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Development of a D-xylose fermenting and inhibitor tolerant industrial Saccharomyces cerevisiae strain with high performance in lignocellulose hydrolysates using metabolic and evolutionary engineering

Demeke, Mekonnen M.; Dietz, Heiko; Li, Yingying; Foulquie-Moreno, Maria R.; Mutturi, Sarma LU ; Deprez, Sylvie; Den Abt, Tom; Bonini, Beatriz M.; Lidén, Gunnar LU and Dumortier, Francoise, et al. (2013) In Biotechnology for Biofuels 6.
Abstract
Background: The production of bioethanol from lignocellulose hydrolysates requires a robust, D-xylose-fermenting and inhibitor-tolerant microorganism as catalyst. The purpose of the present work was to develop such a strain from a prime industrial yeast strain, Ethanol Red, used for bioethanol production. Results: An expression cassette containing 13 genes including Clostridium phytofermentans XylA, encoding D-xylose isomerase (XI), and enzymes of the pentose phosphate pathway was inserted in two copies in the genome of Ethanol Red. Subsequent EMS mutagenesis, genome shuffling and selection in D-xylose-enriched lignocellulose hydrolysate, followed by multiple rounds of evolutionary engineering in complex medium with D-xylose, gradually... (More)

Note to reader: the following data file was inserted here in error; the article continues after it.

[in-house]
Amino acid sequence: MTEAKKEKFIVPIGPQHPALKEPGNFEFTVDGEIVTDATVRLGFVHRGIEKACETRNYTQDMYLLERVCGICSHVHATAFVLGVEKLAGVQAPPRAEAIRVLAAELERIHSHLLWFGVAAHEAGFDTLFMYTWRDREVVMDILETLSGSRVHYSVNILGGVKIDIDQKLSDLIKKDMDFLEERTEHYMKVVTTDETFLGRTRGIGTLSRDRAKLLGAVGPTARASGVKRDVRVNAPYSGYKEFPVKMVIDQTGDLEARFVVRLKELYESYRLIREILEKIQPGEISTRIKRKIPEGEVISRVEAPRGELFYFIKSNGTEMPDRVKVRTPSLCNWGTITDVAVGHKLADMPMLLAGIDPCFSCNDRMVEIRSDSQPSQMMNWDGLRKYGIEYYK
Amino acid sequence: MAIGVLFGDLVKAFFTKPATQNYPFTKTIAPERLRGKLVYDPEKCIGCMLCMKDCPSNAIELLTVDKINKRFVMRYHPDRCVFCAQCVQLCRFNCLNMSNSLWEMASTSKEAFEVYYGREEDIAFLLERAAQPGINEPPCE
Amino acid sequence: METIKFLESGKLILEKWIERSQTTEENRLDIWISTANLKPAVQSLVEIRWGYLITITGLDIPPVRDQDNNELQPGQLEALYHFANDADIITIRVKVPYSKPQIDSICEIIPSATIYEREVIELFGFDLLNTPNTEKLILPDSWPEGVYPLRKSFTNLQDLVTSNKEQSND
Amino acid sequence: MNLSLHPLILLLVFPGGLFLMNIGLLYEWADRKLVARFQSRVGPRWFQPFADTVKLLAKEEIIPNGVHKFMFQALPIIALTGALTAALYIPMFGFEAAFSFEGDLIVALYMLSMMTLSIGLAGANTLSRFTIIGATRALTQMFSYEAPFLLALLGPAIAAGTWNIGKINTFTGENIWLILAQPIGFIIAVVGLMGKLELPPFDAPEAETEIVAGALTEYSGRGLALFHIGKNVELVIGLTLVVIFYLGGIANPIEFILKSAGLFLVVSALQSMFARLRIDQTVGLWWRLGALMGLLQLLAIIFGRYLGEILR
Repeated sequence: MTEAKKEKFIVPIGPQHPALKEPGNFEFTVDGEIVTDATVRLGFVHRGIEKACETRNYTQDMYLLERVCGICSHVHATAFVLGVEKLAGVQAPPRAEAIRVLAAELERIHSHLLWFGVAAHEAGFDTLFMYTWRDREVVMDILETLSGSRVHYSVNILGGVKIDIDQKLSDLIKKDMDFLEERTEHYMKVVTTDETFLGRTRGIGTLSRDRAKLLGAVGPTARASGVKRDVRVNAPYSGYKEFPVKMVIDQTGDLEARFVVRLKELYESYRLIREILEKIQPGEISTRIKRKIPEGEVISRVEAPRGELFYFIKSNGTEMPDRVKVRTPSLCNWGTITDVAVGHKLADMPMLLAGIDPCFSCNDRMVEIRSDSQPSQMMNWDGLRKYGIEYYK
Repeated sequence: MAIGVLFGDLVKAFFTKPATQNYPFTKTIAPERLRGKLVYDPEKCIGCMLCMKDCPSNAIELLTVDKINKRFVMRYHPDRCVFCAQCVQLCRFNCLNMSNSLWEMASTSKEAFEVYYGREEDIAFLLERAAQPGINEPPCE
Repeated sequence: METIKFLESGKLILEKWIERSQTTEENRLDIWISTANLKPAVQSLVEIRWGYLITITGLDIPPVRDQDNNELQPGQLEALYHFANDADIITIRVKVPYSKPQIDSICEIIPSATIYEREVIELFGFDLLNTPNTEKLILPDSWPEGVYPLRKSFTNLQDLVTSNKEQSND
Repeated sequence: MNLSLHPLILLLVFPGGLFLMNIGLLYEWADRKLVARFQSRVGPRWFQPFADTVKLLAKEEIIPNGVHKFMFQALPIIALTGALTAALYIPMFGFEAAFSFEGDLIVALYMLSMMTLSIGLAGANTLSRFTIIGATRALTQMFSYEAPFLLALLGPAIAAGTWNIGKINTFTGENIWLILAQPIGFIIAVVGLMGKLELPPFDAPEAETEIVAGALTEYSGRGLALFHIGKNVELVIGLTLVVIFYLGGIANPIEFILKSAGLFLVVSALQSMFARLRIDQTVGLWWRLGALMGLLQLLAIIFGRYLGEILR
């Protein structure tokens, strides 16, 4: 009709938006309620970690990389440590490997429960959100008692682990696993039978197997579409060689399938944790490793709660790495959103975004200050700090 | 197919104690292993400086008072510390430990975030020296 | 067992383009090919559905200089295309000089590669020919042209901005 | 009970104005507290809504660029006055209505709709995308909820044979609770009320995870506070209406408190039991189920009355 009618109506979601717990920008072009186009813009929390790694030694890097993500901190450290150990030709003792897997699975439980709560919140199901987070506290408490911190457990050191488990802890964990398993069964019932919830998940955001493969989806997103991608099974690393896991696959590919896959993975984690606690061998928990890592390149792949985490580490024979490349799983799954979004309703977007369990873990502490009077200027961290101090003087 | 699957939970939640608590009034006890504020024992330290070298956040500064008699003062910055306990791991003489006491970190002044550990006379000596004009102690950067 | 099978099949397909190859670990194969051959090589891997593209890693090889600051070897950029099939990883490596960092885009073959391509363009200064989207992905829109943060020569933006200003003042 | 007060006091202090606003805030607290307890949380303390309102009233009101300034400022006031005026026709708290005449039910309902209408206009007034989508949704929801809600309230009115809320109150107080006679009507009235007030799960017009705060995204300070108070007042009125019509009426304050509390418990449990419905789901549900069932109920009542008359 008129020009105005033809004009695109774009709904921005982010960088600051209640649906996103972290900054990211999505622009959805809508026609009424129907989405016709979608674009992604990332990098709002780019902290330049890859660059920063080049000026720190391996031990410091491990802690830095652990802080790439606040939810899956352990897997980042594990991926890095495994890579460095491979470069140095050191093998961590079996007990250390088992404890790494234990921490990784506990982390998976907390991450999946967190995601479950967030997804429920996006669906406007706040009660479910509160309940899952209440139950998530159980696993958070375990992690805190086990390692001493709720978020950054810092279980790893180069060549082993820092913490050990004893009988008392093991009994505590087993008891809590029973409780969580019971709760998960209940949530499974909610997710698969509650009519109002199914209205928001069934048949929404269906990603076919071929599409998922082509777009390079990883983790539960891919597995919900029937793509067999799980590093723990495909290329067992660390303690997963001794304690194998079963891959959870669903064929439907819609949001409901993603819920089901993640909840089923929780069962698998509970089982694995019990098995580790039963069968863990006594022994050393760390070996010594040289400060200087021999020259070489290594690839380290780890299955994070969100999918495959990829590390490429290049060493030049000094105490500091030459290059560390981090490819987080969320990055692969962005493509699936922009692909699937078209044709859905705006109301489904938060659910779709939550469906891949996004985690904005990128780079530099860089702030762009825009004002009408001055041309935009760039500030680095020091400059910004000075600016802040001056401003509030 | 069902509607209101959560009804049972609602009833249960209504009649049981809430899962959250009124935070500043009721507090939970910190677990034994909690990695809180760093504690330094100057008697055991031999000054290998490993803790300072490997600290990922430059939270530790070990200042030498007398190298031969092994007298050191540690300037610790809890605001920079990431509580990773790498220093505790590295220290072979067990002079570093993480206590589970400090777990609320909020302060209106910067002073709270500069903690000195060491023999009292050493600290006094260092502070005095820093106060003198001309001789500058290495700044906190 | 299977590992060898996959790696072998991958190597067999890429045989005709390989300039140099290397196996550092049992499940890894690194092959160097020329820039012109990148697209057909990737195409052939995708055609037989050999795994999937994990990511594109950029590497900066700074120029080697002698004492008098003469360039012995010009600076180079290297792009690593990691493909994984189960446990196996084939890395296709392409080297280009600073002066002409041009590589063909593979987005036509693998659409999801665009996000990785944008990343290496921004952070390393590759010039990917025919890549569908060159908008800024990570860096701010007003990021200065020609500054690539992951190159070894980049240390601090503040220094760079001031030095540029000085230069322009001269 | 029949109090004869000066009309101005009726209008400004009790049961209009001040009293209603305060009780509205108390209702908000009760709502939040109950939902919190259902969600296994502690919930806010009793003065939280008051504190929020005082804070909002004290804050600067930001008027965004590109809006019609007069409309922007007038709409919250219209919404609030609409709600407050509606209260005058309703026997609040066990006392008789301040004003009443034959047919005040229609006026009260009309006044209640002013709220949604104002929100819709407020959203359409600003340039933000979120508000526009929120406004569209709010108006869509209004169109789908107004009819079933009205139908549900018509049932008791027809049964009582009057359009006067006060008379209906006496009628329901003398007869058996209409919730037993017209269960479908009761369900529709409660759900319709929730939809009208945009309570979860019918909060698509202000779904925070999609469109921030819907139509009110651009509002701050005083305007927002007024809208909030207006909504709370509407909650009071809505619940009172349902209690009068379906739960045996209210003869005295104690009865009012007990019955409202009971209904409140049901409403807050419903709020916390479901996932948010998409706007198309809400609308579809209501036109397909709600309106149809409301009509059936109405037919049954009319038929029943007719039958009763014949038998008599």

Background: The production of bioethanol from lignocellulose hydrolysates requires a robust, D-xylose-fermenting and inhibitor-tolerant microorganism as catalyst. The purpose of the present work was to develop such a strain from a prime industrial yeast strain, Ethanol Red, used for bioethanol production. Results: An expression cassette containing 13 genes including Clostridium phytofermentans XylA, encoding D-xylose isomerase (XI), and enzymes of the pentose phosphate pathway was inserted in two copies in the genome of Ethanol Red. Subsequent EMS mutagenesis, genome shuffling and selection in D-xylose-enriched lignocellulose hydrolysate, followed by multiple rounds of evolutionary engineering in complex medium with D-xylose, gradually established efficient D-xylose fermentation. The best-performing strain, GS1.11-26, showed a maximum specific D-xylose consumption rate of 1.1 g/g DW/h in synthetic medium, with complete attenuation of 35 g/L D-xylose in about 17 h. In separate hydrolysis and fermentation of lignocellulose hydrolysates of Arundo donax (giant reed), spruce and a wheat straw/hay mixture, the maximum specific D-xylose consumption rate was 0.36, 0.23 and 1.1 g/g DW inoculum/h, and the final ethanol titer was 4.2, 3.9 and 5.8% (v/v), respectively. In simultaneous saccharification and fermentation of Arundo hydrolysate, GS1.11-26 produced 32% more ethanol than the parent strain Ethanol Red, due to efficient D-xylose utilization. The high D-xylose fermentation capacity was stable after extended growth in glucose. Cell extracts of strain GS1.11-26 displayed 17-fold higher XI activity compared to the parent strain, but overexpression of XI alone was not enough to establish D-xylose fermentation. The high D-xylose consumption rate was due to synergistic interaction between the high XI activity and one or more mutations in the genome. The GS1.11-26 had a partial respiratory defect causing a reduced aerobic growth rate. Conclusions: An industrial yeast strain for bioethanol production with lignocellulose hydrolysates has been developed in the genetic background of a strain widely used for commercial bioethanol production. The strain uses glucose and D-xylose with high consumption rates and partial cofermentation in various lignocellulose hydrolysates with very high ethanol yield. The GS1.11-26 strain shows highly promising potential for further development of an all-round robust yeast strain for efficient fermentation of various lignocellulose hydrolysates. (Less)